The most important thing bringing answers while we are travelling across the globe is always logic. Logic in its mere intrinsic meaning. Not biased logic we “learned” to have at school or through the media.
If we look at Moais recently excavated, found to actually be buried underground, this grand discovery ignited the general reaction of “WOW! Actually they are even more massive!” Well, true. But that’s not what is important. What is important, is Continue reading
If you ever go to Prambanan, check out Candi Sewu!
Candi Sewu is the largest complex of Buddhist temples within the Prambanan area. Its original 249 temples cover a total surface of 2,6Ha. It is believed to have been built in the late 8th century, which means 70 years before the Prambanan temple and about 40 before Borobudur, making it the oldest temple complex in the Yogyakarta area.
Oana enjoying Candi Sewu Prambanan on her own before we took a small group there 🙂
We said we have big plans for 2016/2017…We don’t know yet when exactly, but we will explore & investigate in one of the most remote places on earth, down in the Sulawesi forests in Indonesia to see this…”Easter Island” you said? We’ll see about that 🙂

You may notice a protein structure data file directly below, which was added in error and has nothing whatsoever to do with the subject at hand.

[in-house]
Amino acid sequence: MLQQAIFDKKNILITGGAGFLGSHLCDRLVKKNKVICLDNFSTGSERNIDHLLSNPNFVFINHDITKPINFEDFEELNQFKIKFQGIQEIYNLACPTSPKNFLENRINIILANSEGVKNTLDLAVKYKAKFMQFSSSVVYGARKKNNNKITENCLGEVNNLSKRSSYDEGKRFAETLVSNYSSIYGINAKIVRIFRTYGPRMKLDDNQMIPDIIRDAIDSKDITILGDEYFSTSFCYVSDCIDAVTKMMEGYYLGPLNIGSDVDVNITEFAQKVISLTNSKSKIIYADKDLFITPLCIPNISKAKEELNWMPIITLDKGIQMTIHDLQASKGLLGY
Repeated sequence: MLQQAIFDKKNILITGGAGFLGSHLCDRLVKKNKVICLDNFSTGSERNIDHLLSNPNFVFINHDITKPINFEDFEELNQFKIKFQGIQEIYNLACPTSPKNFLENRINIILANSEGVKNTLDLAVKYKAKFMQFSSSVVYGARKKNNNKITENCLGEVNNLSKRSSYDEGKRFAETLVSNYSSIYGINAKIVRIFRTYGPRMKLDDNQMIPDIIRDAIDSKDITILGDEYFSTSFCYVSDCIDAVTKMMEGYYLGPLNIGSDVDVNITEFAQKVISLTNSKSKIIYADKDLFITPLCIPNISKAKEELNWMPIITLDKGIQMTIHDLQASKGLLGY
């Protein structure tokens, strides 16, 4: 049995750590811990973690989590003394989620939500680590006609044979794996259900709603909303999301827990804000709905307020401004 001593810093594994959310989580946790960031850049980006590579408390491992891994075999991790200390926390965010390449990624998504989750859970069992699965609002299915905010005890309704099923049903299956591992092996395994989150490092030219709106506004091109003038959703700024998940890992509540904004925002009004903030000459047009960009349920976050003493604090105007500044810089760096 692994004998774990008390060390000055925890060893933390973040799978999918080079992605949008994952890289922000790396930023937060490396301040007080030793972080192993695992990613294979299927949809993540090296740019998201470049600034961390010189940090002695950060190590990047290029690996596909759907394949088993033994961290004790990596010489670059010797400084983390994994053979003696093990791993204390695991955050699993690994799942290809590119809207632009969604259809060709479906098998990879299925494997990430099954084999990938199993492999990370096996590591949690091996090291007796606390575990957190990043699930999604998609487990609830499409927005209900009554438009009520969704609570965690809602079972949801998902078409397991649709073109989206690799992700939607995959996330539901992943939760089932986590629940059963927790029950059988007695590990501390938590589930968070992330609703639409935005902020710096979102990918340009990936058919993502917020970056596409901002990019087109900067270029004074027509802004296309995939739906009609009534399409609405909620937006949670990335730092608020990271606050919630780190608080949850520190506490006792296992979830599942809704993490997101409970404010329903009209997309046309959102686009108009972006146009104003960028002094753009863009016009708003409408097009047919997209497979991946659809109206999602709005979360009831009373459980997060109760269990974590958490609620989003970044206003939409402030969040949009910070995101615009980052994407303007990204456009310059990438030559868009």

Located 17 km (11 mi) northeast of the city of Yogyakarta, built in the 9th century, and re—discovered in 1811 by Sir Thomas Stamford Raffles, Prambanan is the largest Hindu temple compound in Indonesia. Much like Angkor Wat, Prambanan is the reflection of typical Hindu architecture with tall and pointed towers. Continue reading
Our guide Oana, overwhelmed by the young Egyptian kids we spent time with at the Luxor Temple. Pic taken during our last tour in Egypt, December 2015. We hope we’ll be able to spend such moments with you as well during our next tours!
In Yogyakarta – Java, Indonesia Oana, our super-duper friendly guide, being interviewed by local History students between our tours atBorobudur Temple, Java and Prambanan
This should be very interesting even with official academics involved!
The remains of a clearly butchered wooly mammoth in Siberia date to 45,000 years ago, 10 millennia earlier than when humans were thought to have crossed north of the Arctic circle. Our history puzzle is getting shuffled again! Or are the pieces actually getting closer to each other?